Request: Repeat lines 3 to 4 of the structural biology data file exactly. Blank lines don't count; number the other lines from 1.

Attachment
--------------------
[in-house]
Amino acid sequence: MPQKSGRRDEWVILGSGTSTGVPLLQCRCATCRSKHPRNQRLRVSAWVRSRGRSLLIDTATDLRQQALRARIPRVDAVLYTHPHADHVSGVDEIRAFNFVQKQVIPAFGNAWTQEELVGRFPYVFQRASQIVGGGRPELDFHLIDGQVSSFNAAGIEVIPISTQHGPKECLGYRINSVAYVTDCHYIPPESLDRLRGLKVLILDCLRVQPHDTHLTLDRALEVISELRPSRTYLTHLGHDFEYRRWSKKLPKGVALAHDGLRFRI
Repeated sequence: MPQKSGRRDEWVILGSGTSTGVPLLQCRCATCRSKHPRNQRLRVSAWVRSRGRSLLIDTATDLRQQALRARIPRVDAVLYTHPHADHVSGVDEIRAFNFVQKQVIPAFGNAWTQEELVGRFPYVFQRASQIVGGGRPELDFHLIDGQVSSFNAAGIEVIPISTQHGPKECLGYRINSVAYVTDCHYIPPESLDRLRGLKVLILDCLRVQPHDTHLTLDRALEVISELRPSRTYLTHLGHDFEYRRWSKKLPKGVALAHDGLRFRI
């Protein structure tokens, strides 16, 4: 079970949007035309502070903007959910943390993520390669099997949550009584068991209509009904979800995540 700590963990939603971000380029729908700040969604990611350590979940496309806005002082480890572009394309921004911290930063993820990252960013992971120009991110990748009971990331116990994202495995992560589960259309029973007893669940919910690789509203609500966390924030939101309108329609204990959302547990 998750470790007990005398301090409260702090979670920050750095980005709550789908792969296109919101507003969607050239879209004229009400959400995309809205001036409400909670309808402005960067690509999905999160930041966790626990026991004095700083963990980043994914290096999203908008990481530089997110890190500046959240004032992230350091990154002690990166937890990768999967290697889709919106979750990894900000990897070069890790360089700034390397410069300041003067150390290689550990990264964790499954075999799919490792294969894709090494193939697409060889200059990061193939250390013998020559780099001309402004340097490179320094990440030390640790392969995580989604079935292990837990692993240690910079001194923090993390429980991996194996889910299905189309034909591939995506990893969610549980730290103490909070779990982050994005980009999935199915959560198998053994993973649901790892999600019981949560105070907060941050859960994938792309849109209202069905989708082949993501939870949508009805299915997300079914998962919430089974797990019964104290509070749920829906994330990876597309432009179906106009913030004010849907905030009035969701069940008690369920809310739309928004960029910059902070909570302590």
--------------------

Repeated sequence: MPQKSGRRDEWVILGSGTSTGVPLLQCRCATCRSKHPRNQRLRVSAWVRSRGRSLLIDTATDLRQQALRARIPRVDAVLYTHPHADHVSGVDEIRAFNFVQKQVIPAFGNAWTQEELVGRFPYVFQRASQIVGGGRPELDFHLIDGQVSSFNAAGIEVIPISTQHGPKECLGYRINSVAYVTDCHYIPPESLDRLRGLKVLILDCLRVQPHDTHLTLDRALEVISELRPSRTYLTHLGHDFEYRRWSKKLPKGVALAHDGLRFRI
């Protein structure tokens, strides 16, 4: 079970949007035309502070903007959910943390993520390669099997949550009584068991209509009904979800995540 700590963990939603971000380029729908700040969604990611350590979940496309806005002082480890572009394309921004911290930063993820990252960013992971120009991110990748009971990331116990994202495995992560589960259309029973007893669940919910690789509203609500966390924030939101309108329609204990959302547990 998750470790007990005398301090409260702090979670920050750095980005709550789908792969296109919101507003969607050239879209004229009400959400995309809205001036409400909670309808402005960067690509999905999160930041966790626990026991004095700083963990980043994914290096999203908008990481530089997110890190500046959240004032992230350091990154002690990166937890990768999967290697889709919106979750990894900000990897070069890790360089700034390397410069300041003067150390290689550990990264964790499954075999799919490792294969894709090494193939697409060889200059990061193939250390013998020559780099001309402004340097490179320094990440030390640790392969995580989604079935292990837990692993240690910079001194923090993390429980991996194996889910299905189309034909591939995506990893969610549980730290103490909070779990982050994005980009999935199915959560198998053994993973649901790892999600019981949560105070907060941050859960994938792309849109209202069905989708082949993501939870949508009805299915997300079914998962919430089974797990019964104290509070749920829906994330990876597309432009179906106009913030004010849907905030009035969701069940008690369920809310739309928004960029910059902070909570302590």